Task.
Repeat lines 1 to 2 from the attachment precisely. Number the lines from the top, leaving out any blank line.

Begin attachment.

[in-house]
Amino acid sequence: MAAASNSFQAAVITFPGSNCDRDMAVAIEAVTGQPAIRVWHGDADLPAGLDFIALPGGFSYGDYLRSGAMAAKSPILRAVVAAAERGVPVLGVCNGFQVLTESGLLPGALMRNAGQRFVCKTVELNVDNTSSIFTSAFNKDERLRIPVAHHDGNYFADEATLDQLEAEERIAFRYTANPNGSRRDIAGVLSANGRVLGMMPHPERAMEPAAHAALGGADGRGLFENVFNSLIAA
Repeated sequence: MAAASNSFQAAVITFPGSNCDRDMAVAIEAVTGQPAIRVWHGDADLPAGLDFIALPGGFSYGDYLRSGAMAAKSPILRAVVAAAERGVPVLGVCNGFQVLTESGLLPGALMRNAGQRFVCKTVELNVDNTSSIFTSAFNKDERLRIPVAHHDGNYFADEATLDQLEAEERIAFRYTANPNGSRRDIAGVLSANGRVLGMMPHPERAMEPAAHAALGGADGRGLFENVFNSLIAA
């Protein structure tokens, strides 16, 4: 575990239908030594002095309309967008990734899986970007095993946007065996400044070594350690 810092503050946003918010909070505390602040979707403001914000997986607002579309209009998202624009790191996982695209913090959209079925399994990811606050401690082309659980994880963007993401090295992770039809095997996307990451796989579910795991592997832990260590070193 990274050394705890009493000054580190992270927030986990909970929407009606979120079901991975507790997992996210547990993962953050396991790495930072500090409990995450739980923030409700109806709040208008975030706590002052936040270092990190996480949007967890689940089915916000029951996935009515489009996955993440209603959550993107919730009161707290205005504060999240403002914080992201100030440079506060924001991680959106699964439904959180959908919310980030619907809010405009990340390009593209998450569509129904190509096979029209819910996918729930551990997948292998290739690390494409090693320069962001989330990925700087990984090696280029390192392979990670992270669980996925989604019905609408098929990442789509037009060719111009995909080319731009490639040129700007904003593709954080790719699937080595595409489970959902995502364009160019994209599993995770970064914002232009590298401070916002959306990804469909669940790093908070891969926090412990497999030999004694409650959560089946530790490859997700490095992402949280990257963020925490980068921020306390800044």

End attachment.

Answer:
[in-house]
Amino acid sequence: MAAASNSFQAAVITFPGSNCDRDMAVAIEAVTGQPAIRVWHGDADLPAGLDFIALPGGFSYGDYLRSGAMAAKSPILRAVVAAAERGVPVLGVCNGFQVLTESGLLPGALMRNAGQRFVCKTVELNVDNTSSIFTSAFNKDERLRIPVAHHDGNYFADEATLDQLEAEERIAFRYTANPNGSRRDIAGVLSANGRVLGMMPHPERAMEPAAHAALGGADGRGLFENVFNSLIAA